cover image Inside the Sky: A Meditation on Flight

Inside the Sky: A Meditation on Flight

William Langewiesche. Pantheon Books, $24 (288pp) ISBN 978-0-679-42983-8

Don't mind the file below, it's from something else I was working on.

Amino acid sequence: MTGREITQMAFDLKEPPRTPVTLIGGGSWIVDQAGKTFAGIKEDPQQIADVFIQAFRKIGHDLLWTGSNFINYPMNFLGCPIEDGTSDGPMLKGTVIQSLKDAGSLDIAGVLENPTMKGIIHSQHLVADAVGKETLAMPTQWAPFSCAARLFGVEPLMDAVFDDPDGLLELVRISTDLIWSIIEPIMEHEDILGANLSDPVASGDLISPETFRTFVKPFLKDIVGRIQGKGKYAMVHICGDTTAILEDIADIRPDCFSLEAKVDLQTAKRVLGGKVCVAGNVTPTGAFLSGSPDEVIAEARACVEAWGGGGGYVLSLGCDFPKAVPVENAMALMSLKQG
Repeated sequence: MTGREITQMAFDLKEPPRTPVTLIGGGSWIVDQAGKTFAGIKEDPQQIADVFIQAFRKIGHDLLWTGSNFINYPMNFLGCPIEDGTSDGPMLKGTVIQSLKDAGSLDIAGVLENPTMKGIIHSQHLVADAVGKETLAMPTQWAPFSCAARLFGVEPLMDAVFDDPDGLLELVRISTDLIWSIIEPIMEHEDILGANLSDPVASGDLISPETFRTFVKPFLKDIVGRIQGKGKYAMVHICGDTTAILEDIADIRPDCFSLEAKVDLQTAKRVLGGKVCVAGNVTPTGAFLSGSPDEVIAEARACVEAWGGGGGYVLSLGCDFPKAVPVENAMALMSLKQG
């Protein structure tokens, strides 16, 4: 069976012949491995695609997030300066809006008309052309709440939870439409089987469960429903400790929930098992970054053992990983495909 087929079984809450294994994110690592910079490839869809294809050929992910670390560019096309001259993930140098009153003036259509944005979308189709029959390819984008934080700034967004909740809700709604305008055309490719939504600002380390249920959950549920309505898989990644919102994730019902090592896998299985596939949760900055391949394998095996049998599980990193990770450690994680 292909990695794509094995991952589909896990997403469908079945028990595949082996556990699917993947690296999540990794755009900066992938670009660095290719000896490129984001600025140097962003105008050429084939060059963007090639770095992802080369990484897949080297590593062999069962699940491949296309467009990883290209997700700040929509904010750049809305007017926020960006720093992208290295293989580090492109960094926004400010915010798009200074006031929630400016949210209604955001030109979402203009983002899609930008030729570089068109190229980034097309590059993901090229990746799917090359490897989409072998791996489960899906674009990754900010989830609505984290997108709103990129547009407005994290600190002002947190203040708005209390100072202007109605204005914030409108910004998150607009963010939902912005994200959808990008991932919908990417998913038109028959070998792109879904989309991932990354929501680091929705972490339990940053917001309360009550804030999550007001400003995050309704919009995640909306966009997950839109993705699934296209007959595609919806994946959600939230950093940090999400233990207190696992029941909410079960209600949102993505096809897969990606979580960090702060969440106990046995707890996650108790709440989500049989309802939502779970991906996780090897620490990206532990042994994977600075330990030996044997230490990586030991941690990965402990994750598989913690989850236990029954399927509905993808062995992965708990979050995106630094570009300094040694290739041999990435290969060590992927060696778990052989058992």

The son of a pilot who wrote a classic book on aerial navigation, Langewiesche spent much of his childhood in the passenger seats of his father's and friends' aircraft, contemplating the process of flight and gazing at the landscape below. A cockpit prodigy who flew solo at 14, Langewiesche has been both a professional pilot and an author (Sahara Unveiled), and is also a foreign correspondent for the Atlantic Monthly. Writing with poetic authority, he uses this ""meditation"" to unfold, partially, the mysteries of flight, and to recommend flight as a metaphor for understanding elements of the human condition. Occasionally, the metaphor seems only tangentially connected to the subject, though overall this is an enlightening, often riveting work. What happens to an aircraft and its contents during a turn will surely prompt many an amateur physics experiment aboard commercial airliners. A familiar and curious effect of flight, in which passengers and pilots lose their senses of gravity and direction, is explored in its most tragic form, as in the case of a 1978 Air India flight from Bombay to Dubai, whose pilot, a 22-year veteran, flew ""a perfectly good airplane into the water."" In quiet prose whose steady meter helps build a sense of mounting terror, Langewiesche explains how the pilot managed to ignore working instruments while relying on a single faulty one. Elsewhere, an in-depth examination of the infamous demise of Valuejet Flight 592, which caught fire and plunged into the Everglades in 1996, presents an eloquent and powerful argument for re-regulation of the airline industry. Part expos , part idyll, this is a meditation to savor. (June)